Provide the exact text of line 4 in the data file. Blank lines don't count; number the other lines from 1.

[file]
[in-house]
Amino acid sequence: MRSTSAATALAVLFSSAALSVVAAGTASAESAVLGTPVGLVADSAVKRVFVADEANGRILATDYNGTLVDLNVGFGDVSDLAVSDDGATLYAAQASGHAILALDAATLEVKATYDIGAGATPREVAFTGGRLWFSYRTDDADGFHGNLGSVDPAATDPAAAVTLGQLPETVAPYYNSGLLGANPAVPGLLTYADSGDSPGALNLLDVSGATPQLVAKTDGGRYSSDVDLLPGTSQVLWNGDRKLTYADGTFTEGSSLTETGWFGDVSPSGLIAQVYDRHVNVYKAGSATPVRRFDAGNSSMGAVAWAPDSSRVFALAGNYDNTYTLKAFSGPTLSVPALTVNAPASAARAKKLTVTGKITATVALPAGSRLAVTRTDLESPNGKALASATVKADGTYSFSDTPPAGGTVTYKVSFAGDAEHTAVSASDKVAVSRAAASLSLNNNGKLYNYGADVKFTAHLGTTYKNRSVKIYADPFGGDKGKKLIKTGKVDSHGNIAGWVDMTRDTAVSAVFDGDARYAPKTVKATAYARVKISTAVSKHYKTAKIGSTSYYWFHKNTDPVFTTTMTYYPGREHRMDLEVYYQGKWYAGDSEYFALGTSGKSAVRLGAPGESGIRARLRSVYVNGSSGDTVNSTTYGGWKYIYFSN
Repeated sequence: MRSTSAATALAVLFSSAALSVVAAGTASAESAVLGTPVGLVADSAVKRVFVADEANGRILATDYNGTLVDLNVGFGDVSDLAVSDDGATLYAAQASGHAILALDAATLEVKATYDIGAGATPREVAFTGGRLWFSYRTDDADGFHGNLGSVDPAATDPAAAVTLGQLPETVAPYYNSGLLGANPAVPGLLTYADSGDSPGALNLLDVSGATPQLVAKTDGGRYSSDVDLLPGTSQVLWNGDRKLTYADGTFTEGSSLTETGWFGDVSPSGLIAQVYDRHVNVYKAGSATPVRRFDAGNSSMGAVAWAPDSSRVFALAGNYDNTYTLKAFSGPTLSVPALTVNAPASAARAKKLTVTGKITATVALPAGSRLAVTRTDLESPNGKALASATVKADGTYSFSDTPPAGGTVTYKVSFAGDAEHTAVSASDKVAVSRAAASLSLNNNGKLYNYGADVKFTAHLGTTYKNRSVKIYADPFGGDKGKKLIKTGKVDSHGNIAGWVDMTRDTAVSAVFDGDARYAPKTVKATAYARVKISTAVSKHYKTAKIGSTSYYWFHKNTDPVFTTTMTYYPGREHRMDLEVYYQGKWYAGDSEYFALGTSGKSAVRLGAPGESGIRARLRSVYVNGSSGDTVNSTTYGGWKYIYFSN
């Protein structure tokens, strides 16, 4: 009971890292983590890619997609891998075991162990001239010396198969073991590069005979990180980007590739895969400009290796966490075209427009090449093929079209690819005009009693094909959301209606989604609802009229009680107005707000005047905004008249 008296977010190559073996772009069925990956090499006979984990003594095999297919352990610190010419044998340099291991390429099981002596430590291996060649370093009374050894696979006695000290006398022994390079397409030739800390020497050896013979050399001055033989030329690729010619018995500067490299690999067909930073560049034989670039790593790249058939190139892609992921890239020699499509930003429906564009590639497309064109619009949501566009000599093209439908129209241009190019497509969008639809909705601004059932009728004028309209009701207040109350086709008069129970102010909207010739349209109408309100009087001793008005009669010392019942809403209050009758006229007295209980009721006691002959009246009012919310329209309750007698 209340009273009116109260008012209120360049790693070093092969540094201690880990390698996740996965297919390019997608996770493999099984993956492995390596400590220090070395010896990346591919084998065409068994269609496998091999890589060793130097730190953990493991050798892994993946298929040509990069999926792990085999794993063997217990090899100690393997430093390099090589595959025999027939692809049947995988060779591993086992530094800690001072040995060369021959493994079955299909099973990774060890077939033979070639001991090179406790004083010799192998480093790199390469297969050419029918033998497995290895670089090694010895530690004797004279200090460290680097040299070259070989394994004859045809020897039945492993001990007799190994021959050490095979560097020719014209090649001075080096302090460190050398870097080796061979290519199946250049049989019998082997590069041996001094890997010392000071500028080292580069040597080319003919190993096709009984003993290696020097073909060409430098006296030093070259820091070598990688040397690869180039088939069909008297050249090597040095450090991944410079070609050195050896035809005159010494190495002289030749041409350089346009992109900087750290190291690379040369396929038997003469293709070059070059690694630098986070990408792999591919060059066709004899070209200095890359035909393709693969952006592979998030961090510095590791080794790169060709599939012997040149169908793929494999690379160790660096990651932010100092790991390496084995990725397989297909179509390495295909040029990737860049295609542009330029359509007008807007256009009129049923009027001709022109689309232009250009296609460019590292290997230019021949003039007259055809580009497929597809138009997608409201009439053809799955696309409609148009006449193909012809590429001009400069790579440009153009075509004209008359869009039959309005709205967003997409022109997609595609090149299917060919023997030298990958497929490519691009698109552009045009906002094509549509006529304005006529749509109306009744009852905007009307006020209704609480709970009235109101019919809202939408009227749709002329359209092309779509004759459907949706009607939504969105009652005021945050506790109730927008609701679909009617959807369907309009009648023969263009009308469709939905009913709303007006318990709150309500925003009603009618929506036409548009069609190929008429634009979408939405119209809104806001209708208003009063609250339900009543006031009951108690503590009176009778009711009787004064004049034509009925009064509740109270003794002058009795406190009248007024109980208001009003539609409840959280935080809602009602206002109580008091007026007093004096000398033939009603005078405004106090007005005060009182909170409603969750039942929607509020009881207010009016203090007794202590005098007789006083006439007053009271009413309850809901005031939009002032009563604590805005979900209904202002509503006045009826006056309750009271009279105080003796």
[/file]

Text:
């Protein structure tokens, strides 16, 4: 009971890292983590890619997609891998075991162990001239010396198969073991590069005979990180980007590739895969400009290796966490075209427009090449093929079209690819005009009693094909959301209606989604609802009229009680107005707000005047905004008249 008296977010190559073996772009069925990956090499006979984990003594095999297919352990610190010419044998340099291991390429099981002596430590291996060649370093009374050894696979006695000290006398022994390079397409030739800390020497050896013979050399001055033989030329690729010619018995500067490299690999067909930073560049034989670039790593790249058939190139892609992921890239020699499509930003429906564009590639497309064109619009949501566009000599093209439908129209241009190019497509969008639809909705601004059932009728004028309209009701207040109350086709008069129970102010909207010739349209109408309100009087001793008005009669010392019942809403209050009758006229007295209980009721006691002959009246009012919310329209309750007698 209340009273009116109260008012209120360049790693070093092969540094201690880990390698996740996965297919390019997608996770493999099984993956492995390596400590220090070395010896990346591919084998065409068994269609496998091999890589060793130097730190953990493991050798892994993946298929040509990069999926792990085999794993063997217990090899100690393997430093390099090589595959025999027939692809049947995988060779591993086992530094800690001072040995060369021959493994079955299909099973990774060890077939033979070639001991090179406790004083010799192998480093790199390469297969050419029918033998497995290895670089090694010895530690004797004279200090460290680097040299070259070989394994004859045809020897039945492993001990007799190994021959050490095979560097020719014209090649001075080096302090460190050398870097080796061979290519199946250049049989019998082997590069041996001094890997010392000071500028080292580069040597080319003919190993096709009984003993290696020097073909060409430098006296030093070259820091070598990688040397690869180039088939069909008297050249090597040095450090991944410079070609050195050896035809005159010494190495002289030749041409350089346009992109900087750290190291690379040369396929038997003469293709070059070059690694630098986070990408792999591919060059066709004899070209200095890359035909393709693969952006592979998030961090510095590791080794790169060709599939012997040149169908793929494999690379160790660096990651932010100092790991390496084995990725397989297909179509390495295909040029990737860049295609542009330029359509007008807007256009009129049923009027001709022109689309232009250009296609460019590292290997230019021949003039007259055809580009497929597809138009997608409201009439053809799955696309409609148009006449193909012809590429001009400069790579440009153009075509004209008359869009039959309005709205967003997409022109997609595609090149299917060919023997030298990958497929490519691009698109552009045009906002094509549509006529304005006529749509109306009744009852905007009307006020209704609480709970009235109101019919809202939408009227749709002329359209092309779509004759459907949706009607939504969105009652005021945050506790109730927008609701679909009617959807369907309009009648023969263009009308469709939905009913709303007006318990709150309500925003009603009618929506036409548009069609190929008429634009979408939405119209809104806001209708208003009063609250339900009543006031009951108690503590009176009778009711009787004064004049034509009925009064509740109270003794002058009795406190009248007024109980208001009003539609409840959280935080809602009602206002109580008091007026007093004096000398033939009603005078405004106090007005005060009182909170409603969750039942929607509020009881207010009016203090007794202590005098007789006083006439007053009271009413309850809901005031939009002032009563604590805005979900209904202002509503006045009826006056309750009271009279105080003796």